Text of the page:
Fermented milks

What are fermented milks?

Fermented milks are a traditional food created as a means of preserving fresh animal milk (e.g.: cow, goat, sheep, mare, buffalo, camel or yak). Yoghurt is the most well known and popular variety of fermented milk, widely consumed throughout the world. Fermented milk is characterised as a milk product that has been fermented through the action of different bacteria and /or yeast.

Prepared from pasteurised raw - whole, partly skimmed or skimmed - milk or milk products, specific bacteria and/or yeasts are added and proceed to multiply, converting milk sugar (lactose) into organic acids. This acidity coagulates the milk proteins, thus modifying the original milk texture, producing a fermented milk.

Fermented milks are defined by the Codex Alimentarius (Codex Standard 243-2003).

Types of fermented milks

The many varieties of fermented milks from around the world which are distinguished by the type and specificity of the microorganisms used for fermentation. These different cultures are what define the unique properties of each fermented milk, including its consistency, texture, taste, aroma and the particular health benefits they confer.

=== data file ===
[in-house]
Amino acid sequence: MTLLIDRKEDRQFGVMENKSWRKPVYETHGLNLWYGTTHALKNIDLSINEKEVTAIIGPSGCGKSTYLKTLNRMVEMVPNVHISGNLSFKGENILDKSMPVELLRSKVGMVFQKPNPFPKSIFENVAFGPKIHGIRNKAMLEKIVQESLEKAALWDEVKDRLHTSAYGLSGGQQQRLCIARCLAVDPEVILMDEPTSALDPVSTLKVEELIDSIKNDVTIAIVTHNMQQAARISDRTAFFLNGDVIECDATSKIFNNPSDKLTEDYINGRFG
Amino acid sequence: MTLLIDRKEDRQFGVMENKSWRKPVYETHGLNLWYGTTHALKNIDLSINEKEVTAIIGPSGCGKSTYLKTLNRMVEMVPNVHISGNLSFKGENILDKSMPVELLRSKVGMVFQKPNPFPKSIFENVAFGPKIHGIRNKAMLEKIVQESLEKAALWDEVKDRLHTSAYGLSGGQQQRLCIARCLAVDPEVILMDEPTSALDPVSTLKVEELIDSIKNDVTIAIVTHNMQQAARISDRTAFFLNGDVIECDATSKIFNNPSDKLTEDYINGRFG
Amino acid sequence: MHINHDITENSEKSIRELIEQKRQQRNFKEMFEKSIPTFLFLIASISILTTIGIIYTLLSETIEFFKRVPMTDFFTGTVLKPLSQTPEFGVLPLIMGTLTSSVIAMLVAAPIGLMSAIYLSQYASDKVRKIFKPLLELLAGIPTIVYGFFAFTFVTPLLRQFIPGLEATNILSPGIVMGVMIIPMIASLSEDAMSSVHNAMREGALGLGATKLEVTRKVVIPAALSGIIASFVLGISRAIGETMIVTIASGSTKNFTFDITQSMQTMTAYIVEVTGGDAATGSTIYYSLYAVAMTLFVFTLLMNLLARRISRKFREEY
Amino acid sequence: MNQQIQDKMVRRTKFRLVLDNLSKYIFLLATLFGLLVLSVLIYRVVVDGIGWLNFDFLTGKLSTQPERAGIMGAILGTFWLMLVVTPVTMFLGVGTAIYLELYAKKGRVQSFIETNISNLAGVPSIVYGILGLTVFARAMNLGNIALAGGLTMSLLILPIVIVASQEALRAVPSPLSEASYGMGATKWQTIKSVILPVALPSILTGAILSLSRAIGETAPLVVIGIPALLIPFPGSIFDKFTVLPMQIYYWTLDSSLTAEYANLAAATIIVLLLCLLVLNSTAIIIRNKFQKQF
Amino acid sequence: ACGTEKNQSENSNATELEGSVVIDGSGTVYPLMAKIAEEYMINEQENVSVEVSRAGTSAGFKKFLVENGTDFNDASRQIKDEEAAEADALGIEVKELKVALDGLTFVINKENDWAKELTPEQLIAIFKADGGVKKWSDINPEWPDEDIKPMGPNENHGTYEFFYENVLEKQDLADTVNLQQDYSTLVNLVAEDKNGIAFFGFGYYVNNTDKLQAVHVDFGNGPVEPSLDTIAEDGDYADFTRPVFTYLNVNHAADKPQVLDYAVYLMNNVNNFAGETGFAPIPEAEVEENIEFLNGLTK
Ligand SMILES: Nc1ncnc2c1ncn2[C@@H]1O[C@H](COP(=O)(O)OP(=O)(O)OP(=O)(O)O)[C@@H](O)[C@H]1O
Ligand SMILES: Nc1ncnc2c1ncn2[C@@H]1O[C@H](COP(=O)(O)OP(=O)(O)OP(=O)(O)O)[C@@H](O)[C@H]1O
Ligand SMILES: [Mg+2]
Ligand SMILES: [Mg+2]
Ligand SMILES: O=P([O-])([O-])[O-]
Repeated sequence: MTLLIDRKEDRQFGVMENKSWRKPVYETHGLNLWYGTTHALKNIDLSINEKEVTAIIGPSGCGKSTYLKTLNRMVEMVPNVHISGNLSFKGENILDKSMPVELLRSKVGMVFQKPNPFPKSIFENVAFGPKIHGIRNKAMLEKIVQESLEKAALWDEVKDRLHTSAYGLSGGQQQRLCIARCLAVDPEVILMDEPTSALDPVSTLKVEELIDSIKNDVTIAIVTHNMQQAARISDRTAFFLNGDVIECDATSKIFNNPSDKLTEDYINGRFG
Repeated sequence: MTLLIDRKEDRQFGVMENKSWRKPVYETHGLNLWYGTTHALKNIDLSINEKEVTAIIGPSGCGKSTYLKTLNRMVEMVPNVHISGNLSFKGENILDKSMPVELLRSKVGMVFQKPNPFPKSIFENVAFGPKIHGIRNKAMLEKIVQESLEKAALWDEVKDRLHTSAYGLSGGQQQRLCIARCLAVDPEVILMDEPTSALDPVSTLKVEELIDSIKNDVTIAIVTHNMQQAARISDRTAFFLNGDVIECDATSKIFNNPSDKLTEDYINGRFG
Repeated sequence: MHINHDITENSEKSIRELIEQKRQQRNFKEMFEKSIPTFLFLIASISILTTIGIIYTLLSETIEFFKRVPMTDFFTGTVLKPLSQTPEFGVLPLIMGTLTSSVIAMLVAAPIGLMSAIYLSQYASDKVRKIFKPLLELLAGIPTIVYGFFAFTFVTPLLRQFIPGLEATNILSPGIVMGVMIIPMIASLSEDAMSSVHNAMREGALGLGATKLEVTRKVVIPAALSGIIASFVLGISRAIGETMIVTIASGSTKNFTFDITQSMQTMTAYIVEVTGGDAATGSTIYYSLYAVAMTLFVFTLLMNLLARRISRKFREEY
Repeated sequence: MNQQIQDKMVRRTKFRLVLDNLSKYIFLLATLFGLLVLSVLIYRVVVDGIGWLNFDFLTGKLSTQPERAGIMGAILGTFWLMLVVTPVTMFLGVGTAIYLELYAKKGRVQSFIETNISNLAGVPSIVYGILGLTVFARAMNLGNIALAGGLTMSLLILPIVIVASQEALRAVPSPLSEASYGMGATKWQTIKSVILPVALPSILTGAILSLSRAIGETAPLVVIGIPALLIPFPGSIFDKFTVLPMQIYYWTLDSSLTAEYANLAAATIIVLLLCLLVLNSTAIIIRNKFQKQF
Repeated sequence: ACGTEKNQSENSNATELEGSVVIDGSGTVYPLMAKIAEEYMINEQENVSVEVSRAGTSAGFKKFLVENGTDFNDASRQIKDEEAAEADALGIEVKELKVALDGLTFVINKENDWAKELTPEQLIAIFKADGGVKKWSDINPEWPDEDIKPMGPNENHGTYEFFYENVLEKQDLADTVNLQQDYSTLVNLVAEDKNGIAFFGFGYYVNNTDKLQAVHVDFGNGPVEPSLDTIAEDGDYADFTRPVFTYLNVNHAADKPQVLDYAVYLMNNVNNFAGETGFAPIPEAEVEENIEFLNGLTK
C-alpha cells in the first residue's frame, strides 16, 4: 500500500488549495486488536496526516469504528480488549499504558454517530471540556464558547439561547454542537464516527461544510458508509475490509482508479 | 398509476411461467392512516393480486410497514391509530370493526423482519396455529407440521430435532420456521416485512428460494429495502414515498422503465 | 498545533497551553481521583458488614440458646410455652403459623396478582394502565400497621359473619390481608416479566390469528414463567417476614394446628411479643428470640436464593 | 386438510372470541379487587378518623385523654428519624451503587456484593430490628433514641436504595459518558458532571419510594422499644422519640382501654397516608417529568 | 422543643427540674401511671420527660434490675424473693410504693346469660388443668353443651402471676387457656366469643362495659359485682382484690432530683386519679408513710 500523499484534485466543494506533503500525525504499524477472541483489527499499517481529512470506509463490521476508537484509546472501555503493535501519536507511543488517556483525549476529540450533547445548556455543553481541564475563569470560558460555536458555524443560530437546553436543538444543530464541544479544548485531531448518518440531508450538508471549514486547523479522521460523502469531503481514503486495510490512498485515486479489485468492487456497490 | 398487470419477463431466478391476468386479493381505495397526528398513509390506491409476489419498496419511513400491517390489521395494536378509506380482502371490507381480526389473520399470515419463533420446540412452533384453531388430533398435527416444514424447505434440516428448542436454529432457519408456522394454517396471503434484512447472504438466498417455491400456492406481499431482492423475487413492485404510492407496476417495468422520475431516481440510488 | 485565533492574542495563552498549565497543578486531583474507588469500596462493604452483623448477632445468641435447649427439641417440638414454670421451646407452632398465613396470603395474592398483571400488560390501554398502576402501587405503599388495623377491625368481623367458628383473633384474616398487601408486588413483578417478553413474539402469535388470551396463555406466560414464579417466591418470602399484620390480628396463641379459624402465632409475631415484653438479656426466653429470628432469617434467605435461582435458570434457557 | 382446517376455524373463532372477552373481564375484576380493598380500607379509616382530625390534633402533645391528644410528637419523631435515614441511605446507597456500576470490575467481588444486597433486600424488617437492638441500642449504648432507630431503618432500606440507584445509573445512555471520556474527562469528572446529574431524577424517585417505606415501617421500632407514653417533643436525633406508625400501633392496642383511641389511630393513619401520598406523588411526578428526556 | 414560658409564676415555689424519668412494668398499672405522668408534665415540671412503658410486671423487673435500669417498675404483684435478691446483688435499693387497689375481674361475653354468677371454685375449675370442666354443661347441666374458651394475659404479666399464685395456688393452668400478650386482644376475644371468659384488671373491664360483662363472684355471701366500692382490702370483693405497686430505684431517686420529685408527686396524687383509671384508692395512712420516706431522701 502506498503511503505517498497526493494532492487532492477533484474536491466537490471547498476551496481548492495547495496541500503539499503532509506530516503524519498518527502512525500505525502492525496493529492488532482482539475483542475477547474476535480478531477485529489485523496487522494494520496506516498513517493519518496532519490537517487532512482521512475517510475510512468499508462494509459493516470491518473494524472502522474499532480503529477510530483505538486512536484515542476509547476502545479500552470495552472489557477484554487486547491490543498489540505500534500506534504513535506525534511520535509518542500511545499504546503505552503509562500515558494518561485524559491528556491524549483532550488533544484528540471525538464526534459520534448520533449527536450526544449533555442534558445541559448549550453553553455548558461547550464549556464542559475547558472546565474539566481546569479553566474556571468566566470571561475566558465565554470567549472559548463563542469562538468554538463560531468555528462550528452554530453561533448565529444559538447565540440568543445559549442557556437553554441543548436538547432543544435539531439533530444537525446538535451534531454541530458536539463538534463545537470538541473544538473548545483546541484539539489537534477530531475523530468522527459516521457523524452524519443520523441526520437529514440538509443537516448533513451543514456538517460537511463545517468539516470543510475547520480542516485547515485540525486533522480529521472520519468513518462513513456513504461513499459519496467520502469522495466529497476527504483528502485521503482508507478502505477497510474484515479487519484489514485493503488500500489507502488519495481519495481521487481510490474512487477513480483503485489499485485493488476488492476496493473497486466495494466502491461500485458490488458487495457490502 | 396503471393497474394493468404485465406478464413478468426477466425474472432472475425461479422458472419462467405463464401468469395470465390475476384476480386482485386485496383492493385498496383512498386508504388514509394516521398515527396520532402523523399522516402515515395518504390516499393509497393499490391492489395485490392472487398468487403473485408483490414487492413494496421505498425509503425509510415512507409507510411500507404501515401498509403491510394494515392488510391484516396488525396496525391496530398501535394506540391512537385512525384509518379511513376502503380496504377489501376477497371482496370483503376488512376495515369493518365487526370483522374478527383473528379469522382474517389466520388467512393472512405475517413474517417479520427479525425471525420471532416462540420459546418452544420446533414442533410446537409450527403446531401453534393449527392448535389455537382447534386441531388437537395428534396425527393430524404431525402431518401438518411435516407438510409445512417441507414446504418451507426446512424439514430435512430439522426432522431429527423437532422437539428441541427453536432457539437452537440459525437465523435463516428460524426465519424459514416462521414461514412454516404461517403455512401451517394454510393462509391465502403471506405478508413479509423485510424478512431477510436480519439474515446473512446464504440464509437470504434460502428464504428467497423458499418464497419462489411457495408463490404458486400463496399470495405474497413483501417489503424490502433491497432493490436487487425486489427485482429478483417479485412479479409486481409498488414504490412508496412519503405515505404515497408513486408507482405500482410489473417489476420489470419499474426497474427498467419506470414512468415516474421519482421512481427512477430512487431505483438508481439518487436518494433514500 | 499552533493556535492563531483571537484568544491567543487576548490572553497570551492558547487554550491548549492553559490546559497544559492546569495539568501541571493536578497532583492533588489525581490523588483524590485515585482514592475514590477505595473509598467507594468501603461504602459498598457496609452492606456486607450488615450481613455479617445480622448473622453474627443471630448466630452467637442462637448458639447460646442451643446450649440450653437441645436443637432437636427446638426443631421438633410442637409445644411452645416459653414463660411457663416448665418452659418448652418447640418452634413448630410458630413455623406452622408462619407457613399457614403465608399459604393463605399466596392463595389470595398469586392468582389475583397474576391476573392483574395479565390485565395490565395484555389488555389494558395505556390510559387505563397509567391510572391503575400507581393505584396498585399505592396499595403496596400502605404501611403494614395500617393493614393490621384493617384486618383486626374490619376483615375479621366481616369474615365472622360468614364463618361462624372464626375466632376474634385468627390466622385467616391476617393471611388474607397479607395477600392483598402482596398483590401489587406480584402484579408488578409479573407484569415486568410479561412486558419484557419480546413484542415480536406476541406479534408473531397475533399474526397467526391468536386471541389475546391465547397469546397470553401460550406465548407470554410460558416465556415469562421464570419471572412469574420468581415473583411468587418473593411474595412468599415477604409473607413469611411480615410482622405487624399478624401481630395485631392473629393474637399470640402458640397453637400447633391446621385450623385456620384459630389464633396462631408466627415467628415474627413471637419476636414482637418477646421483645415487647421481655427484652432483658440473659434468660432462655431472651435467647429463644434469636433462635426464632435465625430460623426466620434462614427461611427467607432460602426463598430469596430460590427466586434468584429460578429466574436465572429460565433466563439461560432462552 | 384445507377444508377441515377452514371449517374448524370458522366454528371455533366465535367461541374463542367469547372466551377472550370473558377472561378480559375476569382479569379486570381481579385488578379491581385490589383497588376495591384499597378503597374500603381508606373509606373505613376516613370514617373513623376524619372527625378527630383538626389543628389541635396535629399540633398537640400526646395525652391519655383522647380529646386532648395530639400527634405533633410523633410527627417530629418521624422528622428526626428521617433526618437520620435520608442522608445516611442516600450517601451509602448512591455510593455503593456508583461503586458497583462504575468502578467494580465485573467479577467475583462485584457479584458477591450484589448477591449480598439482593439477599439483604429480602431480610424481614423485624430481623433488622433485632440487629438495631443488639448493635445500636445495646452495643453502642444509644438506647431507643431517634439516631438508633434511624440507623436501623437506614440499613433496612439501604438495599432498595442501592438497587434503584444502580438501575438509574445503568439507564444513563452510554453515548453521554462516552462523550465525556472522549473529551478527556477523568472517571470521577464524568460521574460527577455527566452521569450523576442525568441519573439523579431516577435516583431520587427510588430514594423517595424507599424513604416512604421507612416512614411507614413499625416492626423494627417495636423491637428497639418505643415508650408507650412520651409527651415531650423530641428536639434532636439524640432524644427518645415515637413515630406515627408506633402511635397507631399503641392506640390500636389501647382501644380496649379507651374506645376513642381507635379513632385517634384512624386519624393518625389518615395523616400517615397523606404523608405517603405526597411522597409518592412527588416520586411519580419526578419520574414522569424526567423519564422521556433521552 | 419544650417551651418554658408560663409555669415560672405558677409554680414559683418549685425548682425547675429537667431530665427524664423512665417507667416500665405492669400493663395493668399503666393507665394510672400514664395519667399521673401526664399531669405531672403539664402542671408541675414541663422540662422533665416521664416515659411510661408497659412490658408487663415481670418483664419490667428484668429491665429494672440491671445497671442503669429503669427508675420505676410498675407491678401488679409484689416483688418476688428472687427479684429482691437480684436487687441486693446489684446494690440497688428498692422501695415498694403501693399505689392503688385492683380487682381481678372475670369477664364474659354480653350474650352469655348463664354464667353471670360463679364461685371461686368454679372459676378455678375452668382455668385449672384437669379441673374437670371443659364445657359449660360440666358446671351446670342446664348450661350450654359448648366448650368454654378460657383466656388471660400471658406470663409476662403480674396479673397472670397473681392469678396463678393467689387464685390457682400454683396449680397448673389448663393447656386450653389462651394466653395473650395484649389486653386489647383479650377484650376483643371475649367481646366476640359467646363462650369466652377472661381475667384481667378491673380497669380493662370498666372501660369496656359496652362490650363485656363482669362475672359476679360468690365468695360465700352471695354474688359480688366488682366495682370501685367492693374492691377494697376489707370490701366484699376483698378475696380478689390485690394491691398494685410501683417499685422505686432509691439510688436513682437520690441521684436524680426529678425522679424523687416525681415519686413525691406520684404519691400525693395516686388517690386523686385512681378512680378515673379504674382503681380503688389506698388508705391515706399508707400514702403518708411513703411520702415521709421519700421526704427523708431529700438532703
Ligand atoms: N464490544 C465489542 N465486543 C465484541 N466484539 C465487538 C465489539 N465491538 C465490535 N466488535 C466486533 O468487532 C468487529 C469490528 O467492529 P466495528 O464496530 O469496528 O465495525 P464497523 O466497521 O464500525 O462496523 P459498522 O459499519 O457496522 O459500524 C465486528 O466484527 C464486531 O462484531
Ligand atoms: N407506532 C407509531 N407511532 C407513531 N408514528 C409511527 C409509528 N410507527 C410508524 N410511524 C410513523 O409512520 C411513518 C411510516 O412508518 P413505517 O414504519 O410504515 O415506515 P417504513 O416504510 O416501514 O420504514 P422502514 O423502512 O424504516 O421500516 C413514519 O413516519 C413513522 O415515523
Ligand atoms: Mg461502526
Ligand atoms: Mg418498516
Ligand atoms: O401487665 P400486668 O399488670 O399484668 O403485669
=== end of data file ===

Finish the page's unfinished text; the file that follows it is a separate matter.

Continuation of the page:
Yoghurt: The "king of fermented milks" is by far yoghurt, which represents the biggest segment in terms of market share and sales volume. Yoghurt is characterised by the presence of two particular lactic acid bacteria: Lactobacillus delbruekii subsp bulgaricus and Streptococcus salvarius subsp. thermophilus. Known for its high nutritional qualities and many health benefits, it is the oldest example of a probiotic food.

Alternate Yoghurt culture: Symbiotic cultures of Streptococcus thermophilus and Lactobacillus bulgaricus species.

Kefir is a traditional fermented milk drink originally from the Caucasus region which is made with kefir grains as starter culture. Kefir grains constitute both lactose fermenting yeasts (Kluyveromyces marxianus) and non-lactose-fermenting yeasts (Saccharomyces unisporus, Saccharomyces cerevisiae and Saccharomyces exiguus).

Koumiss from central Asia is effervescent, slightly acrid and contains alcohol made from yeasts. Traditionally it is made from mare's milk and contains Lactobacillus bulgaricus and Kluyveromyces marxianus.

Dahi from India is a type of set yoghurt made from cow or buffalo milks which contains L.lactis subsp. lactis, S. salivarius subsp. thermophilus, L.delbreukii subsp. Bulgaricus. The same kind of product is widely appraciated in the Middle East under the name of Leben.

Langfil, typically found in parts of northern Sweden is similar to cultured buttermilk, but much more viscous and characterised by string-like filaments. Among the different bacteria present is the S. lactis longi, which gives this fermented milk its unique texture.

These are just some of the... 400 varieties of fermented milks from around the world!

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